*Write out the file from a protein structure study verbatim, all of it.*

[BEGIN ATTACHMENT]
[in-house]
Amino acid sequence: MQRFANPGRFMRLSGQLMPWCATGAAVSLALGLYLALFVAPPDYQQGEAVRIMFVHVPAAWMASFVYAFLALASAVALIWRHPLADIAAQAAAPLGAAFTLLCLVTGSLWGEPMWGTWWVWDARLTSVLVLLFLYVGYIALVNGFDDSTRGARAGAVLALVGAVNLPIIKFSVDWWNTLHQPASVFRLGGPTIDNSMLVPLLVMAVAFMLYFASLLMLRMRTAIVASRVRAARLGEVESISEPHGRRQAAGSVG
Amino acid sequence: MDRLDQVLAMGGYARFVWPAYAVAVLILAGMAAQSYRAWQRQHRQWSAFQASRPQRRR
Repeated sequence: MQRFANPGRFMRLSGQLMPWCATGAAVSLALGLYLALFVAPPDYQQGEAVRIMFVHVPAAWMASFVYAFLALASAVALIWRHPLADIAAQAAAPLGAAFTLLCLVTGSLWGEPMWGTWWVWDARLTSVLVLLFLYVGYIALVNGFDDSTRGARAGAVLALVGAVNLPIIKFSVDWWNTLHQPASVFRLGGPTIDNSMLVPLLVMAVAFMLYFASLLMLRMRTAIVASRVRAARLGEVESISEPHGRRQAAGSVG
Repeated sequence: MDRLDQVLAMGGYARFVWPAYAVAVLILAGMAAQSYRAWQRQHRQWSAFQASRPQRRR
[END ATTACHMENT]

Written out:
[in-house]
Amino acid sequence: MQRFANPGRFMRLSGQLMPWCATGAAVSLALGLYLALFVAPPDYQQGEAVRIMFVHVPAAWMASFVYAFLALASAVALIWRHPLADIAAQAAAPLGAAFTLLCLVTGSLWGEPMWGTWWVWDARLTSVLVLLFLYVGYIALVNGFDDSTRGARAGAVLALVGAVNLPIIKFSVDWWNTLHQPASVFRLGGPTIDNSMLVPLLVMAVAFMLYFASLLMLRMRTAIVASRVRAARLGEVESISEPHGRRQAAGSVG
Amino acid sequence: MDRLDQVLAMGGYARFVWPAYAVAVLILAGMAAQSYRAWQRQHRQWSAFQASRPQRRR
Repeated sequence: MQRFANPGRFMRLSGQLMPWCATGAAVSLALGLYLALFVAPPDYQQGEAVRIMFVHVPAAWMASFVYAFLALASAVALIWRHPLADIAAQAAAPLGAAFTLLCLVTGSLWGEPMWGTWWVWDARLTSVLVLLFLYVGYIALVNGFDDSTRGARAGAVLALVGAVNLPIIKFSVDWWNTLHQPASVFRLGGPTIDNSMLVPLLVMAVAFMLYFASLLMLRMRTAIVASRVRAARLGEVESISEPHGRRQAAGSVG
Repeated sequence: MDRLDQVLAMGGYARFVWPAYAVAVLILAGMAAQSYRAWQRQHRQWSAFQASRPQRRR